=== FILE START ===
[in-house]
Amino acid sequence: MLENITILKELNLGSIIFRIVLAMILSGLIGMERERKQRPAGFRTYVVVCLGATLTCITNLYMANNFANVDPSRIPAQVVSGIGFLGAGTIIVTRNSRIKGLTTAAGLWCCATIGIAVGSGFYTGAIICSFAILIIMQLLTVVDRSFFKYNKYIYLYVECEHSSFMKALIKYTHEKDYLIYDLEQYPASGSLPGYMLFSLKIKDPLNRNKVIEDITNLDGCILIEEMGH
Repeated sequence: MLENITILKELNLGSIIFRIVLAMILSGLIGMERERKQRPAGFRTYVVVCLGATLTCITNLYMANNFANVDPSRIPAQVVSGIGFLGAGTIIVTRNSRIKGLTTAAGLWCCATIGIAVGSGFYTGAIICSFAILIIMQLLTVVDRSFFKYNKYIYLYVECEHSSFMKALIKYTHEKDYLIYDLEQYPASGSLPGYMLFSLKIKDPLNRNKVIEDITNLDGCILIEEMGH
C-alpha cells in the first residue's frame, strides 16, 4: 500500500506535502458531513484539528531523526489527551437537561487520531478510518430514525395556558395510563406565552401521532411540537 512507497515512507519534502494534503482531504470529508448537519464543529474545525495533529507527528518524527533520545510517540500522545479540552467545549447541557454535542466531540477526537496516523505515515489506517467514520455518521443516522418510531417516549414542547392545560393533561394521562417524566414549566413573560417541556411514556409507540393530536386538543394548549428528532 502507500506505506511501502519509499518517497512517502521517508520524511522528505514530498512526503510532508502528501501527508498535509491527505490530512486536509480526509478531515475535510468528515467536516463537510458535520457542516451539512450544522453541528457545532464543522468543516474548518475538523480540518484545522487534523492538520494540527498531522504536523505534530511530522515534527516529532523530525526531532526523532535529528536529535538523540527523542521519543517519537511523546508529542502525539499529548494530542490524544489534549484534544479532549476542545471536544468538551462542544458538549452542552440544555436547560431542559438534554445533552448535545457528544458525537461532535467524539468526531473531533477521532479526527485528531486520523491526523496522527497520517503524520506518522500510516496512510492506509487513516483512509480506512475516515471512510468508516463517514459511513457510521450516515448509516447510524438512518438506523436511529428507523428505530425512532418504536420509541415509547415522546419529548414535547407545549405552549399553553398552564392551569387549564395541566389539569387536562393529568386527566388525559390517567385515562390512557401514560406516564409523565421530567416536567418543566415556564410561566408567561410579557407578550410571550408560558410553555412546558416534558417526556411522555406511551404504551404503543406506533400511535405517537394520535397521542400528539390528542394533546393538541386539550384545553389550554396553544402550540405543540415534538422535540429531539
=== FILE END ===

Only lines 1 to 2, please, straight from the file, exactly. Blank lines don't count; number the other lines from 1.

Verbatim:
[in-house]
Amino acid sequence: MLENITILKELNLGSIIFRIVLAMILSGLIGMERERKQRPAGFRTYVVVCLGATLTCITNLYMANNFANVDPSRIPAQVVSGIGFLGAGTIIVTRNSRIKGLTTAAGLWCCATIGIAVGSGFYTGAIICSFAILIIMQLLTVVDRSFFKYNKYIYLYVECEHSSFMKALIKYTHEKDYLIYDLEQYPASGSLPGYMLFSLKIKDPLNRNKVIEDITNLDGCILIEEMGH